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Big Government Is Mean

Whenever conservatives talk about lowering taxes, reducing entitlements, or rolling back our titanic government, the intellectual giants of the left deploy an incisive counter-argument: you're mean!

But of course. Why, just a fortnight ago, I was strolling to the opera when a lowly chimney sweep spilled soot upon my spats. After making him polish my monocle, I thrashed the young ne’er-do-well roundly with my ivory-handled walking stick. Off to the poorhouse with you!

The Dickensian caricature of conservative Scrooges still holds sway, despite the fact that most of today’s elites are in Hollywood, the media, Washington-loving big business, or the government itself. If the board game was created now, the Monopoly man would drive a Prius, wear a black turtleneck, and work in Silicon Valley.

Conservatives don’t want to reform government dependency because we’re mean. We want reform because government dependency is mean.

Few people understand this more intimately than Peter Cove. In the City Journal, Cove describes his evolution from a foot soldier in the War on Poverty to a general in the Welfare-to-Work revolution. In the 1960s, he eagerly joined LBJ’s big-government solutions as a final answer to endemic poverty:

It’s almost impossible to describe the excitement that we felt as we crafted plans for new entitlement programs with few budget constraints...

But the government’s unprecedented expenditures failed to bring about the decline in poverty that Johnson had promised. Instead, they made things worse. Neither city hall nor I comprehended that the “community action” organizations on which we lavished taxpayer dollars would entrench dependency by urging people to get on the welfare rolls. War on Poverty funds paid for social workers, community activists, and lawyers to organize the poor, but these organizers, far from lifting poor people out of dependency, helped them sign up for more—and more expensive—welfare programs.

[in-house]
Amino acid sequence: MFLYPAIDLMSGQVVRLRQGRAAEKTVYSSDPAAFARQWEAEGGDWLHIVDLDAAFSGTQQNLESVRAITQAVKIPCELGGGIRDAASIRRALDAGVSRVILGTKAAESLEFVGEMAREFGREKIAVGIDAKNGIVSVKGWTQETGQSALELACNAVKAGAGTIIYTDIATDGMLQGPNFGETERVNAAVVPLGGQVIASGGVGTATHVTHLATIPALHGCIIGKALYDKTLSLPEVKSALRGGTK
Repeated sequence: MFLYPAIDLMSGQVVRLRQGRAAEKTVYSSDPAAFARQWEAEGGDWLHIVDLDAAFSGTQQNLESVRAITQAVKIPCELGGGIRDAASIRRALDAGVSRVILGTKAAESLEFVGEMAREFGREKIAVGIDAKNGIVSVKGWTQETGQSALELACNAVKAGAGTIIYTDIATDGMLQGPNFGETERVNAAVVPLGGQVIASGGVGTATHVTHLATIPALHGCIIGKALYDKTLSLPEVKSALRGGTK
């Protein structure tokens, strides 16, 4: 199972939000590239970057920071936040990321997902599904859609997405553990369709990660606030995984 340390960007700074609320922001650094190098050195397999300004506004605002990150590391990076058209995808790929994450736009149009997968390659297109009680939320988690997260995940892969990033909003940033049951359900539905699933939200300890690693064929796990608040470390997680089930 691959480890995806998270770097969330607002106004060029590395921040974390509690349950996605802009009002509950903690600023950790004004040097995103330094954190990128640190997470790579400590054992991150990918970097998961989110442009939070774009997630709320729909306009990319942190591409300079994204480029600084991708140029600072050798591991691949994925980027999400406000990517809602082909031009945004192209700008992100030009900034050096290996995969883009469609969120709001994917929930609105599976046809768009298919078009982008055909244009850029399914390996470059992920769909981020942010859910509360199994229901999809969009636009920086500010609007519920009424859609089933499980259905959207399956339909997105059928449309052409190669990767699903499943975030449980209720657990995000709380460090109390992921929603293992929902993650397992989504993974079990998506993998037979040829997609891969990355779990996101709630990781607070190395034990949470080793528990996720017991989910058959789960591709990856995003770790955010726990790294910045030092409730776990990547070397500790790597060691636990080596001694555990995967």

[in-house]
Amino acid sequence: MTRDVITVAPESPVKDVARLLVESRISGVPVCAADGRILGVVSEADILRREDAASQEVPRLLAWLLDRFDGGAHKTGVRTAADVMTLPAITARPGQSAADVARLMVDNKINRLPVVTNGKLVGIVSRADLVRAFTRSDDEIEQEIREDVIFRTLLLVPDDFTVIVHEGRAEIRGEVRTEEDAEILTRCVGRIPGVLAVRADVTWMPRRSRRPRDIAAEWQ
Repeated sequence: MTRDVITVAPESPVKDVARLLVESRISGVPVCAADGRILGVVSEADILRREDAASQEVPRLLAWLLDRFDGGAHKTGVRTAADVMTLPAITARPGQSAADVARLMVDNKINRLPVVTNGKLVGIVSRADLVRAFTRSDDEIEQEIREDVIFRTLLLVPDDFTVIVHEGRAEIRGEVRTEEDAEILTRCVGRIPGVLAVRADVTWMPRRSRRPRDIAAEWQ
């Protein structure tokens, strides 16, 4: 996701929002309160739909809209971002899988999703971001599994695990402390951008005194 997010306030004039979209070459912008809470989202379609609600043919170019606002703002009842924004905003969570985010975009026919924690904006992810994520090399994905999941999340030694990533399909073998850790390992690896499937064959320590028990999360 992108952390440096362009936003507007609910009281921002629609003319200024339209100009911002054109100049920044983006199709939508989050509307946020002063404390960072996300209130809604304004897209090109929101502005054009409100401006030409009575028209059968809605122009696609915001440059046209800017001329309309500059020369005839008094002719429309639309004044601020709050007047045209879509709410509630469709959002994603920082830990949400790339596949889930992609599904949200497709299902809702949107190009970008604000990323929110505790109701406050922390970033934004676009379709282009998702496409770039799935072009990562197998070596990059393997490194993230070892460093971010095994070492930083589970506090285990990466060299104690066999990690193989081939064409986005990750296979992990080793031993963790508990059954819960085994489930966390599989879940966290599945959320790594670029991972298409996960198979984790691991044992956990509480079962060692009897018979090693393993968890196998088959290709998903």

Community organizers made poverty worse? You don’t say.

Fortunately, Cove’s passion wasn’t for government, but for those trapped in the poverty cycle. He was willing to change his methods — and his ideology — to get the job done. After joining a radical new anti-poverty program, he made an amazing discovery:

[T]he best way to get clients off welfare was to get them paid work immediately, rather than enroll them in training and education programs. I saw with my own eyes the value of work—any kind of paid work—in reducing welfare dependency and attacking poverty. I learned that if we helped welfare clients get jobs, even entry-level jobs, they would then attend to their other needs. By contrast, if the government gave them money and other benefits, they were likely to remain dependent.

The reasons should have been obvious all along. Work maximizes a person’s capacity to achieve economic self-reliance. Work socializes people and instills a sense of personal responsibility in them. Work connects behavior and consequences. And it permits people, especially men, to obtain the admiration and respect of their spouses and children by supporting them.

Trial and error taught Cove that hard work is the best way to elevate the poor. If you reject his experience and continue to trap millions of Americans in a crippling cycle of dependency, I can only reach one conclusion: you're mean.

Follow me on Twitter at @ExJon.